One of the main disadvantages of the BGA technology from a manufacturing perspective is that the solder joints are hidden under the package instead of being visible along the device perimeter. Another disadvantage is that individual lead touch-up is not possible; the entire device must be removed and reworked if even a single connection is faulty. In addition, the equipment and overhead required to inspect and rework a faulty BGA component is expensive and time-consuming. The penalty to a manufacturer who creates a faulty BGA solder joint is very high; therefore, it is desirable to create an assembly process that has the best chance of avoiding defects.

The formation of solder paste bricks by solder paste screening is one of the most important steps in BGA assembly, and effective control of the paste deposit is a key to high yield manufacturing of BGAs. BGA components depend on solder paste bricks for providing either flux or a combination of flux and solder for attachment of the component to the PCB. However, a serious problem associated with soldering BGA devices onto a PCB with the use of solder paste bricks, is that volatized flux gases are often trapped within the resulting solder joint, causing voiding in the solder joint.

As part of the reflow cycle, the solder paste bricks go through a soaking temperature zone, in which the flux begins to boil and evaporate, but the solder balls of the BGA device and the solder spheres of the solder paste do not melt. It is during this soaking temperature zone that flux gases can migrate out of the solder joint and thus not cause voids. However, all of the volatized flux gases formed during the soaking temperature phase often do not escape the solder paste brick before the solder balls of the BGA and the solder spheres of the solder paste bricks begin to melt and reflow, at which point the volatized flux gases may become trapped in the melted solder joint formed by the solder balls and the solder paste bricks. As the solder joint cools and hardens, these volatized flux gases become permanent voids within the solder joint which can affect the mechanical properties of the joint and deteriorate the strength and the fatigue life of the joint. Voids can also produce spot overheating, hence reducing the reliability of joints. FIG. 3 is a cross-sectional view of a solder joint 111 formed between BGA device 101 and a pad 107 of a PCB 109. A void 113 caused by entrapped flux gasses, as discussed above, is shown within the solder joint 111.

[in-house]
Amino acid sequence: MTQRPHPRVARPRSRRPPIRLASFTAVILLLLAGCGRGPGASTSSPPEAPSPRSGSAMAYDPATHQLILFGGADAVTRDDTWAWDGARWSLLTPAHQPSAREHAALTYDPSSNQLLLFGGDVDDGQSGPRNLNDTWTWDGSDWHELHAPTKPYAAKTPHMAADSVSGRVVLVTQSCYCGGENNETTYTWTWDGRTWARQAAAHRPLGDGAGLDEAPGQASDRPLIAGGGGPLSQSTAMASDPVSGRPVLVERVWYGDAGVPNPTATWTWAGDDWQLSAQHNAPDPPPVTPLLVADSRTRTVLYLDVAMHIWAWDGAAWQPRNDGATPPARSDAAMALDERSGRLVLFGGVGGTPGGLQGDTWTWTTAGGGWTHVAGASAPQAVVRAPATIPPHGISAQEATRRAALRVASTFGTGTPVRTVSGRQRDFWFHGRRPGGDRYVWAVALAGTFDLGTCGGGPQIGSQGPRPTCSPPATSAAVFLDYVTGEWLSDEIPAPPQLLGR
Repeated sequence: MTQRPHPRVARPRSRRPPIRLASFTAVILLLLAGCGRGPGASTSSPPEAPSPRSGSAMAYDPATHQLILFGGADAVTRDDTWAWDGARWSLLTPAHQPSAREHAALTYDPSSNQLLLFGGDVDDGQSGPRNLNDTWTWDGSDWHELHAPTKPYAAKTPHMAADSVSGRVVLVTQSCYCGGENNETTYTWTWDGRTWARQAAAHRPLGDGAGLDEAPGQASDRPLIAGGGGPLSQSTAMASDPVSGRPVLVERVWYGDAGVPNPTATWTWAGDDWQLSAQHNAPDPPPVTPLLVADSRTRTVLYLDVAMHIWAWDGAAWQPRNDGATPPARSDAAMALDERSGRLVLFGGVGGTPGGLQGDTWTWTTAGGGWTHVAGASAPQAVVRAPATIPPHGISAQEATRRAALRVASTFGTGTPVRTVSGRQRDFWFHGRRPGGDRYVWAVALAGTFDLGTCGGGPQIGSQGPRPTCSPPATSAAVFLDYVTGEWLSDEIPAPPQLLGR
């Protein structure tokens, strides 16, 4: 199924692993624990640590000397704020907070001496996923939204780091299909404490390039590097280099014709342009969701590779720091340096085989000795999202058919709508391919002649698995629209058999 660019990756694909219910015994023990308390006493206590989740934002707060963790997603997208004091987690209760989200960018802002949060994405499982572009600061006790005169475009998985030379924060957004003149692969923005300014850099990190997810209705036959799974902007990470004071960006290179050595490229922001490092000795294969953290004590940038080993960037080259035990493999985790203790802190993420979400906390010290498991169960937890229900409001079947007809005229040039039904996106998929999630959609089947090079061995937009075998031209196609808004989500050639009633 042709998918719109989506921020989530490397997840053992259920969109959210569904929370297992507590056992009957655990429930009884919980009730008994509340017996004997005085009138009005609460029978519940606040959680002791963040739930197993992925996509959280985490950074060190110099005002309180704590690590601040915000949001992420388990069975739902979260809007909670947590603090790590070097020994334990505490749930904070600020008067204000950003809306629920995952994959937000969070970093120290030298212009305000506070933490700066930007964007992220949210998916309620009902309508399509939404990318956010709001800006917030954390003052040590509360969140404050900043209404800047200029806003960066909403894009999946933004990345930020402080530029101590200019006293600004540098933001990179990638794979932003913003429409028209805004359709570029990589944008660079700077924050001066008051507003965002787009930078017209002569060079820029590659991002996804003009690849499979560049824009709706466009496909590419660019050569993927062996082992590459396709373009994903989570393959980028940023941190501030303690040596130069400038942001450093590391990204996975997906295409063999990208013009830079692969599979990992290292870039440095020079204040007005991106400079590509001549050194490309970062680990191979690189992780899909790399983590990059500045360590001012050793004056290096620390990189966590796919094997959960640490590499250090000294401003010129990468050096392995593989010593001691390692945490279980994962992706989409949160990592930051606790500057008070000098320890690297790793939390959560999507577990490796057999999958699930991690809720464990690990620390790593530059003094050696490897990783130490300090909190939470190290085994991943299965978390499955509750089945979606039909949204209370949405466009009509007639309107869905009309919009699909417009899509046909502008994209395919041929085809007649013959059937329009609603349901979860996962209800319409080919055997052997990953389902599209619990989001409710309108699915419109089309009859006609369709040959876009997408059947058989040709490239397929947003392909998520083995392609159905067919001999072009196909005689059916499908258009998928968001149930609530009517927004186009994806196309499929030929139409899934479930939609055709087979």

The emergence of BGA technology has addressed the need for higher circuitry density and has also provided a more efficient way to solder IC's onto a PCB. However, frequent occurrences of large voids in the BGA assembly pose a great concern about the reliability of soldered joints formed under a BGA device. The presence of voids, as discussed above, cause problems in joint reliability and performance.